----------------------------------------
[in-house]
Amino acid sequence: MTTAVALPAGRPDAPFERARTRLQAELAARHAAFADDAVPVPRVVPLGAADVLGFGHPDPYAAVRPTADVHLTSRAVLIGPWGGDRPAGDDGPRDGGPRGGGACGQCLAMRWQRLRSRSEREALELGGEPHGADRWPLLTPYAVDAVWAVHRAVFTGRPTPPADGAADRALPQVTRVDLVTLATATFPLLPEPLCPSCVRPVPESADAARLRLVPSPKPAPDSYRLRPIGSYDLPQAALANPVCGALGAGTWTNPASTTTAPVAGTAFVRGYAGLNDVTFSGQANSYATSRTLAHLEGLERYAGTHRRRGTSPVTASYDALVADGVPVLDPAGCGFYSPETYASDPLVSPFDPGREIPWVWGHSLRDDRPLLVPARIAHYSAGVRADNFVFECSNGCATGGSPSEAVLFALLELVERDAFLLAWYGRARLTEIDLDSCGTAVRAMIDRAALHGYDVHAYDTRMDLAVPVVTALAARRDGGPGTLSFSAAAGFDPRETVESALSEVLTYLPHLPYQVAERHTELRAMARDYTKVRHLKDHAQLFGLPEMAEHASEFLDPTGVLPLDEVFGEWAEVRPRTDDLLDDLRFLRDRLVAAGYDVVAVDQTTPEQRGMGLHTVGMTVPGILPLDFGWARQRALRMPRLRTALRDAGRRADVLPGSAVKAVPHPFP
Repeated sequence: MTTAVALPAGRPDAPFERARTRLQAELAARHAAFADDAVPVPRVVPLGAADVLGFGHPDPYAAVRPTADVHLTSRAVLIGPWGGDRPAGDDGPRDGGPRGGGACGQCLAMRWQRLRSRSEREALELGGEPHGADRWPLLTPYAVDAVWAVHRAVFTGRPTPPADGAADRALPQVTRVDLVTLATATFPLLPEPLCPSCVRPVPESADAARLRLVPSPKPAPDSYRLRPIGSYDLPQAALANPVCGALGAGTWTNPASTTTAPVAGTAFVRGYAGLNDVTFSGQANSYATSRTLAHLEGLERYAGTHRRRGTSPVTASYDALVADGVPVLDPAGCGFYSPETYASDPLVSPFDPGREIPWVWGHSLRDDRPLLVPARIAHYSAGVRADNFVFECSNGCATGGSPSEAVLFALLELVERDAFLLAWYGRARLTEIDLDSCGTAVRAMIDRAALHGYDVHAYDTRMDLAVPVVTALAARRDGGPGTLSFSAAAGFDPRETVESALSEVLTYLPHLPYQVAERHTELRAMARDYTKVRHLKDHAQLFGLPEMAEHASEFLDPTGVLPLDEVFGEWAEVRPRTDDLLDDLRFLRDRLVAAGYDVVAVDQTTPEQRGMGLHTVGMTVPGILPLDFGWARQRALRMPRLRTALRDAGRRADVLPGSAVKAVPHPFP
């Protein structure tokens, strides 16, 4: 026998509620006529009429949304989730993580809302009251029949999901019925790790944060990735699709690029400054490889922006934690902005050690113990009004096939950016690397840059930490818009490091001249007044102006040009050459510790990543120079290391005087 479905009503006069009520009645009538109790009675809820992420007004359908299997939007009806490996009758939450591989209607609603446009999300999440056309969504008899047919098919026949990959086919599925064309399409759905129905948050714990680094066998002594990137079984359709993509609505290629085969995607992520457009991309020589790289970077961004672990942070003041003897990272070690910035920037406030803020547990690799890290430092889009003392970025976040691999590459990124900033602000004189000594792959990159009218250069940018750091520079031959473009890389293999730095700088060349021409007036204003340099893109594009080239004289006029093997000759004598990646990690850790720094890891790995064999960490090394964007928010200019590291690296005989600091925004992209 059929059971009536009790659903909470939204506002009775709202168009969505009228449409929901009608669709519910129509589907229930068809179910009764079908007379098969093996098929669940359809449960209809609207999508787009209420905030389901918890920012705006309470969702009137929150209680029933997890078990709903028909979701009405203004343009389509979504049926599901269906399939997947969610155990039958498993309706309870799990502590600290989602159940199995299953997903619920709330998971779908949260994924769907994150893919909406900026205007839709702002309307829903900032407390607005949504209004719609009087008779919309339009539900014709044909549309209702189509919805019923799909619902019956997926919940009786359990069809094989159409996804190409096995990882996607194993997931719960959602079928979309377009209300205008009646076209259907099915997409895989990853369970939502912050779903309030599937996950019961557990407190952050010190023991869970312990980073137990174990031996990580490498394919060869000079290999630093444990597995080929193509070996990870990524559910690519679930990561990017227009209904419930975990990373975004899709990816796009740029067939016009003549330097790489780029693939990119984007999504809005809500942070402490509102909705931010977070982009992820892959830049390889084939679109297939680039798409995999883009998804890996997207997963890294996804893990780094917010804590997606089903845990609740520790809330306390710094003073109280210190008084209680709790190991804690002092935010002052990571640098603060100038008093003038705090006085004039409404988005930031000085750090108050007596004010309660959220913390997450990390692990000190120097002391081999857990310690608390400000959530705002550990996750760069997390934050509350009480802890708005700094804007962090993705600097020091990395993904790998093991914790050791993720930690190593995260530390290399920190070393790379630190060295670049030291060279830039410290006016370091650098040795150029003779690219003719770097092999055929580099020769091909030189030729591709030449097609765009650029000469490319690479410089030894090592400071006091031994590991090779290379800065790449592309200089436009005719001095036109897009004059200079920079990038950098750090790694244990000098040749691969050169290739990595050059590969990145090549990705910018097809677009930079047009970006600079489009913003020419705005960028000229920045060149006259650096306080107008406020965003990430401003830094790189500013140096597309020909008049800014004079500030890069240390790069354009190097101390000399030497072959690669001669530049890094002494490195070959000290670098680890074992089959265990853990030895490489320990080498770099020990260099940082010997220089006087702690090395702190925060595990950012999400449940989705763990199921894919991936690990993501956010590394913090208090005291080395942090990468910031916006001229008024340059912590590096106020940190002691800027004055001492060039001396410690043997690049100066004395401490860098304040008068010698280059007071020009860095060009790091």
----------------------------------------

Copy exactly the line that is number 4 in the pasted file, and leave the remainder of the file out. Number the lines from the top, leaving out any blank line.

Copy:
């Protein structure tokens, strides 16, 4: 026998509620006529009429949304989730993580809302009251029949999901019925790790944060990735699709690029400054490889922006934690902005050690113990009004096939950016690397840059930490818009490091001249007044102006040009050459510790990543120079290391005087 479905009503006069009520009645009538109790009675809820992420007004359908299997939007009806490996009758939450591989209607609603446009999300999440056309969504008899047919098919026949990959086919599925064309399409759905129905948050714990680094066998002594990137079984359709993509609505290629085969995607992520457009991309020589790289970077961004672990942070003041003897990272070690910035920037406030803020547990690799890290430092889009003392970025976040691999590459990124900033602000004189000594792959990159009218250069940018750091520079031959473009890389293999730095700088060349021409007036204003340099893109594009080239004289006029093997000759004598990646990690850790720094890891790995064999960490090394964007928010200019590291690296005989600091925004992209 059929059971009536009790659903909470939204506002009775709202168009969505009228449409929901009608669709519910129509589907229930068809179910009764079908007379098969093996098929669940359809449960209809609207999508787009209420905030389901918890920012705006309470969702009137929150209680029933997890078990709903028909979701009405203004343009389509979504049926599901269906399939997947969610155990039958498993309706309870799990502590600290989602159940199995299953997903619920709330998971779908949260994924769907994150893919909406900026205007839709702002309307829903900032407390607005949504209004719609009087008779919309339009539900014709044909549309209702189509919805019923799909619902019956997926919940009786359990069809094989159409996804190409096995990882996607194993997931719960959602079928979309377009209300205008009646076209259907099915997409895989990853369970939502912050779903309030599937996950019961557990407190952050010190023991869970312990980073137990174990031996990580490498394919060869000079290999630093444990597995080929193509070996990870990524559910690519679930990561990017227009209904419930975990990373975004899709990816796009740029067939016009003549330097790489780029693939990119984007999504809005809500942070402490509102909705931010977070982009992820892959830049390889084939679109297939680039798409995999883009998804890996997207997963890294996804893990780094917010804590997606089903845990609740520790809330306390710094003073109280210190008084209680709790190991804690002092935010002052990571640098603060100038008093003038705090006085004039409404988005930031000085750090108050007596004010309660959220913390997450990390692990000190120097002391081999857990310690608390400000959530705002550990996750760069997390934050509350009480802890708005700094804007962090993705600097020091990395993904790998093991914790050791993720930690190593995260530390290399920190070393790379630190060295670049030291060279830039410290006016370091650098040795150029003779690219003719770097092999055929580099020769091909030189030729591709030449097609765009650029000469490319690479410089030894090592400071006091031994590991090779290379800065790449592309200089436009005719001095036109897009004059200079920079990038950098750090790694244990000098040749691969050169290739990595050059590969990145090549990705910018097809677009930079047009970006600079489009913003020419705005960028000229920045060149006259650096306080107008406020965003990430401003830094790189500013140096597309020909008049800014004079500030890069240390790069354009190097101390000399030497072959690669001669530049890094002494490195070959000290670098680890074992089959265990853990030895490489320990080498770099020990260099940082010997220089006087702690090395702190925060595990950012999400449940989705763990199921894919991936690990993501956010590394913090208090005291080395942090990468910031916006001229008024340059912590590096106020940190002691800027004055001492060039001396410690043997690049100066004395401490860098304040008068010698280059007071020009860095060009790091």